Debate 2 deals with the HISTORICAL evidence for or against the Papacy

    Together, both debates are over 4 hours long. But, in my opinion, definitely worth listening to.

    1. Does Robert Zins still do debates? He seems to be so unknown.

  2. Thank you so much for this. I am currectly taking one Church father after another to show that they where not aware of the primancy of Rome.

    Origen Contra Rome:

    Cyprian Contra Rome:

    I am going through Tertullian at the moment. Thank once again.

    - Prayson

  3. Clement represents a letter from the Roman Church to the Corinthian Church. Would you agree that at the very least, this is evidence of the Roman Church having a pastoral role in the Corinthian Church?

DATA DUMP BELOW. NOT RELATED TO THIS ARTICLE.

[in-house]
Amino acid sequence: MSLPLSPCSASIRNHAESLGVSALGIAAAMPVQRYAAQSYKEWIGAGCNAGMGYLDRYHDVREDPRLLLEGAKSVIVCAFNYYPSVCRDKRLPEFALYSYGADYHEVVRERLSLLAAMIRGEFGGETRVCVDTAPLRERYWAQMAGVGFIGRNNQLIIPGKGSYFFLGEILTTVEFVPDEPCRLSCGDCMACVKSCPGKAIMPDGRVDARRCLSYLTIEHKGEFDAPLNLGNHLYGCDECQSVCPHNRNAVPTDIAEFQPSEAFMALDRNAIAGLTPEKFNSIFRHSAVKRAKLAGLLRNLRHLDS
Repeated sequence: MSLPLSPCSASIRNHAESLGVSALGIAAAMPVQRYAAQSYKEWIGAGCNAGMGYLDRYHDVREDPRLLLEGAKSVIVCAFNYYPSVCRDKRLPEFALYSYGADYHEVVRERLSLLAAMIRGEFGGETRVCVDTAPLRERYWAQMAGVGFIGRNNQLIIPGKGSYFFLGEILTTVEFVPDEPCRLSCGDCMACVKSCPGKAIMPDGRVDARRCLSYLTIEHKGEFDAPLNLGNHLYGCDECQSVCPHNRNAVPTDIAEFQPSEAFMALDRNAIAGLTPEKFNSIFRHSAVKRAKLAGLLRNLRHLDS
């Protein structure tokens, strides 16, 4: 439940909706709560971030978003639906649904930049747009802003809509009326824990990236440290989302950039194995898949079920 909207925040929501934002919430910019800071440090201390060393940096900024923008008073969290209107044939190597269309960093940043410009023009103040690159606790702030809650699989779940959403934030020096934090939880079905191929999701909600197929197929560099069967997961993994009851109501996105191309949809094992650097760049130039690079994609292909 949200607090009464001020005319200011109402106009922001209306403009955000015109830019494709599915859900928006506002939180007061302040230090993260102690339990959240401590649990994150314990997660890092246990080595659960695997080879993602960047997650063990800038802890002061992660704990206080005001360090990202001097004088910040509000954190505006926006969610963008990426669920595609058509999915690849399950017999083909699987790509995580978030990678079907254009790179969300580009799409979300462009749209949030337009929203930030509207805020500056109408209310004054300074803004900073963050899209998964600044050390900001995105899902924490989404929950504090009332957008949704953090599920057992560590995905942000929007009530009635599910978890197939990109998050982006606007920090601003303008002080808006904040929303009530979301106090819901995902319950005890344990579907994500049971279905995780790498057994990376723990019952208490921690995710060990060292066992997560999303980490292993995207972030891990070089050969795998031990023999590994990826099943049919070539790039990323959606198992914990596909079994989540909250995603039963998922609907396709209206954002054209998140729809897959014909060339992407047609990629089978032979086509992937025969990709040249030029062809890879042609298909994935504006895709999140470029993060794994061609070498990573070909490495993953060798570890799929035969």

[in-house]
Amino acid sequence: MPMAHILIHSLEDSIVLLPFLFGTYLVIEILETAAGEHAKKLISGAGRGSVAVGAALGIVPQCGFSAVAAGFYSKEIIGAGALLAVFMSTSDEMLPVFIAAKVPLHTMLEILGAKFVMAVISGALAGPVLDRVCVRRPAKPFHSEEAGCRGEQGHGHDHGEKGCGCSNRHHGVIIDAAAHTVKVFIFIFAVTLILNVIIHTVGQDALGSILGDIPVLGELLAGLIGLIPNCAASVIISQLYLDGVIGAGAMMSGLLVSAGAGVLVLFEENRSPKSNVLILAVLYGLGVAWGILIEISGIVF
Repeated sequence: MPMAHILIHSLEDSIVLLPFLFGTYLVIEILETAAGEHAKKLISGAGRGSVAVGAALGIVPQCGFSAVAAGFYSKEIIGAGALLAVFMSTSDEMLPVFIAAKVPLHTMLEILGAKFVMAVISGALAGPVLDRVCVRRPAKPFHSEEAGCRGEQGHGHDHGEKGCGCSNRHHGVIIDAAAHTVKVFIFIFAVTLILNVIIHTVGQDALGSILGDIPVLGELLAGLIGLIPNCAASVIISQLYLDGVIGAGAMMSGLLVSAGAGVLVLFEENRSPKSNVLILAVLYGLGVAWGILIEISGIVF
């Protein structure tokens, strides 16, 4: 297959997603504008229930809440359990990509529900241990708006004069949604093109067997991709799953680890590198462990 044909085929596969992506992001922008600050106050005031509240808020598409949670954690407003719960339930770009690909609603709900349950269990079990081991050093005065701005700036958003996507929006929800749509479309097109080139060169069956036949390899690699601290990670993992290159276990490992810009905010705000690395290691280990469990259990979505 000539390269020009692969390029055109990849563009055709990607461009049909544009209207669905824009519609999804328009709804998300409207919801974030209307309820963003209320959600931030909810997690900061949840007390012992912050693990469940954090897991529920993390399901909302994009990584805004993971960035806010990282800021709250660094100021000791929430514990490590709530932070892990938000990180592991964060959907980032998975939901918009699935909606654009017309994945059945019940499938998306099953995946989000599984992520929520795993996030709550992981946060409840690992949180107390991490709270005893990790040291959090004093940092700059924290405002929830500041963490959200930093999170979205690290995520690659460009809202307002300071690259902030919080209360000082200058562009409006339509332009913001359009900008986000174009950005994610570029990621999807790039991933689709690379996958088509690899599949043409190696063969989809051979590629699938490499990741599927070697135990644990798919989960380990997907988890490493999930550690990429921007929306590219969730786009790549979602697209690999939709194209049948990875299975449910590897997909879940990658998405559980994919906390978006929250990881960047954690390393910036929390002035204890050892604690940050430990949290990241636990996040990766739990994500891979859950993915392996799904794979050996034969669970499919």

Clement opens up with lamenting a tardy response to the issues which the Corinthian Church had consulted the Roman Church. Is their evidence of the Roman Church similarly consulting any other Church on doctrinal issues?

    Are there any contemporary or earlier letters of the same nature from the Church in Corinth to the Church in Rome? In other words, a vice/versa of the letter of Clement? Or the do we have letters from say the Church in Greece to the Church in Carthage of the same nature?

    Further, even today it is not common for the Roman Bishop to send letters to Catholic Churches around the world that 'command' with 'imperatives.' You would find very few in the pontificate of Benedict the 16th, for instance. Therefore, that Clement lacks language sufficiently 'commanding' enough is immaterial.